Mental Performance Coach, Mike Franco, explains why mental training is important for an athlete’s game

Mental Performance Coach, Mike Franco, explains why mental training is important for an athlete’s game

August 18, 2022

By Madisen Carter

Orlando Magic's Mental Performance Coach, Mike Franco, has been in the sports psychology field since 2014 and has been a part of three different professional sports organizations helping athletes become more confident and comfortable within their game. He has the main goal of “help[ing] others create a thriving mindset that can benefit them in the game and also in the transitions of life.”

Franco believes mental training is important because it is a skill set that an athlete can add to their game that will only make them better. When an athlete mentally trains, it helps them trust and feel confident in their basketball skills, such as ball handling or shooting, when they are in competition or a game. Mental training can help with the pressure on an athlete as well as all the distractions that may come their way. 

“A lot of these big victories you have with your mindset, you know, being in the moment being focused, moving on to the next play, people aren't always going to notice that, but you will. You'll feel it and you'll feel the shift come,” Franco said. “So that's where I think the subtleties of the mental game is why it's important to try, but on the way, a lot of people that don't do it don't fully grasp the power of it unless [they] actually do it. It's a very personalized thing.”

Prior to becoming the Mental Performance Coach for the Magic, Franco was a Mental Skills Coach for the Dallas Mavericks and a Major League Mental Skills Coach for the Texas Rangers. Franco said building relationships with the players and getting to know them as people first before athletes helps build trust and helps him do his work as the mental training is highly personalized. 

Once Franco knows the ins and outs of an athlete, he will then be able to go through the mental training successfully. The mental training can vary and include meditation, self talk, visualization, and breathing. With these tools, athletes can remind themselves how they want to show up in a game as well as use them during a game when they find moments to refocus.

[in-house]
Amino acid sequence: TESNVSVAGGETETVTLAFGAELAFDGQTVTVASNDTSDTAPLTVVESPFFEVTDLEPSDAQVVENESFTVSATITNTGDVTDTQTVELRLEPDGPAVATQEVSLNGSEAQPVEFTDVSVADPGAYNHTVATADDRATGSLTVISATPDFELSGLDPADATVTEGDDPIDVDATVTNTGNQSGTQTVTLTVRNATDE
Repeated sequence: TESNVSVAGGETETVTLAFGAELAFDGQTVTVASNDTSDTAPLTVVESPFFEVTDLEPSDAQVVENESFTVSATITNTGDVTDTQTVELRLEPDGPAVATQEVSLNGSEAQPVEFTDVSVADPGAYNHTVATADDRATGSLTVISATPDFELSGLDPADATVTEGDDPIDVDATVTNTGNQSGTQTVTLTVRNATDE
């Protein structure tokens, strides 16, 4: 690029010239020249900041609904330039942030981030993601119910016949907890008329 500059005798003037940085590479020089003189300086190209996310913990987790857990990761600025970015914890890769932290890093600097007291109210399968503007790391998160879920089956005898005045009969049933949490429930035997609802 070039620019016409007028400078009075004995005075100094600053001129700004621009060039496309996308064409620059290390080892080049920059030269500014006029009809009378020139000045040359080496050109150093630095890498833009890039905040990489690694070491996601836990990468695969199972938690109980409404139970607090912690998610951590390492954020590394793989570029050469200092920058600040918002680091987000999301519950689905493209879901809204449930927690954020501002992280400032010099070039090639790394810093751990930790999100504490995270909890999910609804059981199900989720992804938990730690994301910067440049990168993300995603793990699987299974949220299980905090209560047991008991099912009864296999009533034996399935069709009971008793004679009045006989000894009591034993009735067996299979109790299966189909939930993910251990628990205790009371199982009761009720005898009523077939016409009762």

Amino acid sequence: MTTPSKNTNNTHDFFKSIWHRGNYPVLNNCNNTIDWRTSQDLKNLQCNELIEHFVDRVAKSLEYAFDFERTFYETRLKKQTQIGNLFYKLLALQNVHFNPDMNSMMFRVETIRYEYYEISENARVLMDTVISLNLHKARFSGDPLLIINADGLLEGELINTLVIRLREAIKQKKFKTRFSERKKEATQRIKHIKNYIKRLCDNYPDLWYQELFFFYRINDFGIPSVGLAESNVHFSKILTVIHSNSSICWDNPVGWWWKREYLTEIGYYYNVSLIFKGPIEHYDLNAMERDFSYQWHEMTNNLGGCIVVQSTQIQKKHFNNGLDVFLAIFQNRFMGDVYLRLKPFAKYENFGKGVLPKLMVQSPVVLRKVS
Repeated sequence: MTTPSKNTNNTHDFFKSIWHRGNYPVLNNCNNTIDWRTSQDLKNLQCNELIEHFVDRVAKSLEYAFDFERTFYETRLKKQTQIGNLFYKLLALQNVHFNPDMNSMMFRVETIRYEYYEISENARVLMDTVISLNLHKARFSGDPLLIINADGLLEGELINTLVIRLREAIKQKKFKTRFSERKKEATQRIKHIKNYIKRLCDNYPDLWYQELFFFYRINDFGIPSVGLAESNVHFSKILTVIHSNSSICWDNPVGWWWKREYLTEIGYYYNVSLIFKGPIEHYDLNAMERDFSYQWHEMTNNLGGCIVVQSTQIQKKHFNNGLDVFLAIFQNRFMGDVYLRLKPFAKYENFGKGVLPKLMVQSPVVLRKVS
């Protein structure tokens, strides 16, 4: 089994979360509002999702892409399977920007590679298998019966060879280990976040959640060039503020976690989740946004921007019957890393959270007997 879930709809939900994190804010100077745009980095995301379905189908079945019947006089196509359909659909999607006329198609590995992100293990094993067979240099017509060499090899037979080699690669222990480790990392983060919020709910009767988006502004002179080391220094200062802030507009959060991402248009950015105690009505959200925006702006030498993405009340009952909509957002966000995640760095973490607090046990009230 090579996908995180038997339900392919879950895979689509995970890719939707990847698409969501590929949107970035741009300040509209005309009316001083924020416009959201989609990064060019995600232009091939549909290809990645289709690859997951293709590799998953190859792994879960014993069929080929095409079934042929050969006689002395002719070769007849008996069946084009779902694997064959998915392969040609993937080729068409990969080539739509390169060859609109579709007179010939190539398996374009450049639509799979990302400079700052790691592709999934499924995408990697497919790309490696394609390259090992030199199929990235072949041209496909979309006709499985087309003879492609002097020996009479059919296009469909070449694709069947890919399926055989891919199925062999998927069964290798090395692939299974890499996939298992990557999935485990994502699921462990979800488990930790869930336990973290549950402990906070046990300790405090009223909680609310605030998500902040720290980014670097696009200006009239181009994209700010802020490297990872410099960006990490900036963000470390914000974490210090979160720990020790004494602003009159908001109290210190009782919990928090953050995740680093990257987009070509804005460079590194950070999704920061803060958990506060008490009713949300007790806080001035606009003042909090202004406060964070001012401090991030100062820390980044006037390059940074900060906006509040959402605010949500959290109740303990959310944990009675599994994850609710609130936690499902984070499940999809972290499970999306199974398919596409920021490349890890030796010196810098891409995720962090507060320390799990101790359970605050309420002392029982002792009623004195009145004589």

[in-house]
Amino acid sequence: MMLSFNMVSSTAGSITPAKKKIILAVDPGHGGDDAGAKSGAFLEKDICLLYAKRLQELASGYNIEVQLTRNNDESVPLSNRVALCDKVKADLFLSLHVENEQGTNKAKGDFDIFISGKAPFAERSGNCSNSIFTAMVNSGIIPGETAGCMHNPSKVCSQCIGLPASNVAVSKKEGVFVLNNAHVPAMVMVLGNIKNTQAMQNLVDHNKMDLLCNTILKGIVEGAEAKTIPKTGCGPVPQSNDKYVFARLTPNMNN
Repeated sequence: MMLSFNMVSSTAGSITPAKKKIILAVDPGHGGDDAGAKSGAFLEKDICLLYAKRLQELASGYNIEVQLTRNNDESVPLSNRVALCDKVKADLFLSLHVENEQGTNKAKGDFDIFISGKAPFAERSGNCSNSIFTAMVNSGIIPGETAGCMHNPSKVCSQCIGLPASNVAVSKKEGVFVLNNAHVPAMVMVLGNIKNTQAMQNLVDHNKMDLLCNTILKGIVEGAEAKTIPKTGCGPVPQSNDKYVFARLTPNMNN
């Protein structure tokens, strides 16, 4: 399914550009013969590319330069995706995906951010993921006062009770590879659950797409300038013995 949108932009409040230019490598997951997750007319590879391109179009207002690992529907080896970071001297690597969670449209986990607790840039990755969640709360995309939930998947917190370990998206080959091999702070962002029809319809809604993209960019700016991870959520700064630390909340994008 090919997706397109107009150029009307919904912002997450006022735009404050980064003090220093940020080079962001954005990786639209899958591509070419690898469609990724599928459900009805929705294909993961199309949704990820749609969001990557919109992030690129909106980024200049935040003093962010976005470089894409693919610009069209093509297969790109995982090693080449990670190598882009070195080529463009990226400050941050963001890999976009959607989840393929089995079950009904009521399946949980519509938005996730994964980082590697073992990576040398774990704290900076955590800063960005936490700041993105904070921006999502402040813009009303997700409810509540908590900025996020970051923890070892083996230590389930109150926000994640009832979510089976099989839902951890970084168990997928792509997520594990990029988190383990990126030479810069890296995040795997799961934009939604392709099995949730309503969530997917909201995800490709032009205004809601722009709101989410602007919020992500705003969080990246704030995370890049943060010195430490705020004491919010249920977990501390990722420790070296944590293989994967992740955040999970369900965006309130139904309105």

“It could be at halftime, or if you get subbed out [and] you're on the bench for a little bit and just kind of taking a second to use those tools that you practice in the morning and go again and use them in competition,” Franco said. “You know it sounds easy to do, but when [athletes are] in the moment it's hard. But showing up fully as how you want to be that day, [say] if you're an aggressive player, always reminding yourself that [you are] aggressive, assertive, [and] confident, that helps you know how to show up every single day. “

Back in July, Franco visited the Unlimited Potential Basketball Training Facility, and spoke to a group of 5th-8th graders about mental training and the importance of it. He emphasized how great players in the NBA such as Stephen Curry, Luka Dončić, and Klay Thompson are really good at going on to the next play because of their mental game and the time they put into their mental training.

“I think the earlier you start, the better because you just get more reps in with it… So since you started this training, as a kid, you're just gonna be more and more well versed in knowing when to take a good deep breath, or how to look at failure, how to look at having success and what that means, and overcoming adversity,” Franco said. “These are all things that you can practice and have experiences with and you know, it's not gonna always be easy, but the sooner you begin, the better you get [at it.”] 

With mental training, it takes constant practice. Some days it can come easy, some days it may be more difficult, but that is okay because with any type of skill, it takes time to master. As a Mental Training Coach guiding athletes in their practices, Franco takes a lot of pride and joy in what he does and he enjoys being able to give people the tools to help their day to day lives and help them grow as a person.

“What really satisfies me is just seeing people happier in their life and being able to overcome certain challenges that they have, whether it's on a court or being able to use these tools in life. I think everything is somewhat connected. If you are much happier as a person, if you are much more fulfilled in your life, I think you are going to play better,” Franco said.




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